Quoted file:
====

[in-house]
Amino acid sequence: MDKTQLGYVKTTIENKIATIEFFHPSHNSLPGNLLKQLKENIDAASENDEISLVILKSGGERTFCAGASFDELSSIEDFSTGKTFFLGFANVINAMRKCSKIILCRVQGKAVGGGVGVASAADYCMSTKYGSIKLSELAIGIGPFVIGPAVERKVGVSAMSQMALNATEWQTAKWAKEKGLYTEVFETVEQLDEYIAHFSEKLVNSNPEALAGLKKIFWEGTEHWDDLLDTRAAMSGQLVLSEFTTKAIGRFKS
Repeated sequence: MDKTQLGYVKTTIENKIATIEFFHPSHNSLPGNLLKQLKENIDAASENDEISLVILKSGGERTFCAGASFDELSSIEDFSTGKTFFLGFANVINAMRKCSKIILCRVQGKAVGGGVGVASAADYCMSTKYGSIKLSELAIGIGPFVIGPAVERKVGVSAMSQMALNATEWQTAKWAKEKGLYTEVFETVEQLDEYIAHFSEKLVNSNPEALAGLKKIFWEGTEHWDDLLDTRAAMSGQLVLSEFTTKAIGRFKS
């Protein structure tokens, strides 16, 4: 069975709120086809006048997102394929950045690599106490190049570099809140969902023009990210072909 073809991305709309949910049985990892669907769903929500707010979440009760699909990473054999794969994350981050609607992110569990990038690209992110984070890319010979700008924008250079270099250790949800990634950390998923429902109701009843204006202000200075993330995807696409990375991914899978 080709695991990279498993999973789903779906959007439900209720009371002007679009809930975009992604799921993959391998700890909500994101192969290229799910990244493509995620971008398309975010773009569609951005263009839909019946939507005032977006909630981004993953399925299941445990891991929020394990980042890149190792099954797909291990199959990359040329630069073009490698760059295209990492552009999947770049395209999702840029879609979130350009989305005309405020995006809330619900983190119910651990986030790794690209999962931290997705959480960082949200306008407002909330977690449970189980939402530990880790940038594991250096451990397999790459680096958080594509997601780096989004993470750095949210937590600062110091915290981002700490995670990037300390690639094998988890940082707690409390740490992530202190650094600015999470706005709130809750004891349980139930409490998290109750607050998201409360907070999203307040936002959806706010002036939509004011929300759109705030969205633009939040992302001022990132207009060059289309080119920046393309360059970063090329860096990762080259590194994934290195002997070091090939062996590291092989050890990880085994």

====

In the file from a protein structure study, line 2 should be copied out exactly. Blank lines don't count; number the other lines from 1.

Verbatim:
Amino acid sequence: MDKTQLGYVKTTIENKIATIEFFHPSHNSLPGNLLKQLKENIDAASENDEISLVILKSGGERTFCAGASFDELSSIEDFSTGKTFFLGFANVINAMRKCSKIILCRVQGKAVGGGVGVASAADYCMSTKYGSIKLSELAIGIGPFVIGPAVERKVGVSAMSQMALNATEWQTAKWAKEKGLYTEVFETVEQLDEYIAHFSEKLVNSNPEALAGLKKIFWEGTEHWDDLLDTRAAMSGQLVLSEFTTKAIGRFKS